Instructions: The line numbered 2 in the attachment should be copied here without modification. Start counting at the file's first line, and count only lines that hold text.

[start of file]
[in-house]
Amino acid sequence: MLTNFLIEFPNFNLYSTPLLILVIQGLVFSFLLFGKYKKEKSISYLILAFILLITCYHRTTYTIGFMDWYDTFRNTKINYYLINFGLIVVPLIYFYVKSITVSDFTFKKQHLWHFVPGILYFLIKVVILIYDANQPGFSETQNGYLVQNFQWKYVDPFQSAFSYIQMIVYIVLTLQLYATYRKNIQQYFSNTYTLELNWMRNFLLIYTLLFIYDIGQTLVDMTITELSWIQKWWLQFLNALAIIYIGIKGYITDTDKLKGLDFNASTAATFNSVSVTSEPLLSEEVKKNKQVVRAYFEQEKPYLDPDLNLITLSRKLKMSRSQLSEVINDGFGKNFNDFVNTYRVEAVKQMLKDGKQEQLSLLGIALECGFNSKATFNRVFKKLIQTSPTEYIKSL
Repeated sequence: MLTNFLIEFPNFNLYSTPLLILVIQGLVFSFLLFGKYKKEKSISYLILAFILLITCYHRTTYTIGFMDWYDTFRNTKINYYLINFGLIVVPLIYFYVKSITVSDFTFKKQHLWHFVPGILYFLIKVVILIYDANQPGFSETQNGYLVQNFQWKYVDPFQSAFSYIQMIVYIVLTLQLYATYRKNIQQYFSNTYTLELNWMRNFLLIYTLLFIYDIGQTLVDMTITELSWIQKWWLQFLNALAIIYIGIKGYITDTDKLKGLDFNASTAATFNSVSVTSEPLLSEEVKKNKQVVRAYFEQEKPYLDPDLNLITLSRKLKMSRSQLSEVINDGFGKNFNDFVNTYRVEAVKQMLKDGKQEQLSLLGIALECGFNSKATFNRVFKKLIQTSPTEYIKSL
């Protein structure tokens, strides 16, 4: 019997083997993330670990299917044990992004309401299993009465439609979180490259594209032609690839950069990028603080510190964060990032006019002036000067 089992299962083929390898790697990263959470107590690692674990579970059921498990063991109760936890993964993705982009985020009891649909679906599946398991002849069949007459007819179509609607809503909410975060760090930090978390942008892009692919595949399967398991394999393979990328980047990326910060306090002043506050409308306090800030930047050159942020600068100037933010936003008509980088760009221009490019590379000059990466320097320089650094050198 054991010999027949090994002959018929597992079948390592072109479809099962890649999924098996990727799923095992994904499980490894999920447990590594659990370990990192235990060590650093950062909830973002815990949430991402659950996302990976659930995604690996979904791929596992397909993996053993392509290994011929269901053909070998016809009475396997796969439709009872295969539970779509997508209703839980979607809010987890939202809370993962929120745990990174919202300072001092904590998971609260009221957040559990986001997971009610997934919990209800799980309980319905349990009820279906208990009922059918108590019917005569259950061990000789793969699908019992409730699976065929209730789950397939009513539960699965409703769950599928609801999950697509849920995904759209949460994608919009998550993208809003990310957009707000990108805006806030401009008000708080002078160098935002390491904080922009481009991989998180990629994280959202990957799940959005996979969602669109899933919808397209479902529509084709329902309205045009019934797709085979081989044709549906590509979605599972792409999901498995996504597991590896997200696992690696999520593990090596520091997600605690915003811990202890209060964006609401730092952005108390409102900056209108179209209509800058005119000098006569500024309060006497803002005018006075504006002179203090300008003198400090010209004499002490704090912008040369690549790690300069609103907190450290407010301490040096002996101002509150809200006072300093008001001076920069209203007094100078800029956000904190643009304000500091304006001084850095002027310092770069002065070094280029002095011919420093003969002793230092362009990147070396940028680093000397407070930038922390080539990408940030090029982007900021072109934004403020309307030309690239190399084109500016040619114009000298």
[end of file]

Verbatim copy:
Amino acid sequence: MLTNFLIEFPNFNLYSTPLLILVIQGLVFSFLLFGKYKKEKSISYLILAFILLITCYHRTTYTIGFMDWYDTFRNTKINYYLINFGLIVVPLIYFYVKSITVSDFTFKKQHLWHFVPGILYFLIKVVILIYDANQPGFSETQNGYLVQNFQWKYVDPFQSAFSYIQMIVYIVLTLQLYATYRKNIQQYFSNTYTLELNWMRNFLLIYTLLFIYDIGQTLVDMTITELSWIQKWWLQFLNALAIIYIGIKGYITDTDKLKGLDFNASTAATFNSVSVTSEPLLSEEVKKNKQVVRAYFEQEKPYLDPDLNLITLSRKLKMSRSQLSEVINDGFGKNFNDFVNTYRVEAVKQMLKDGKQEQLSLLGIALECGFNSKATFNRVFKKLIQTSPTEYIKSL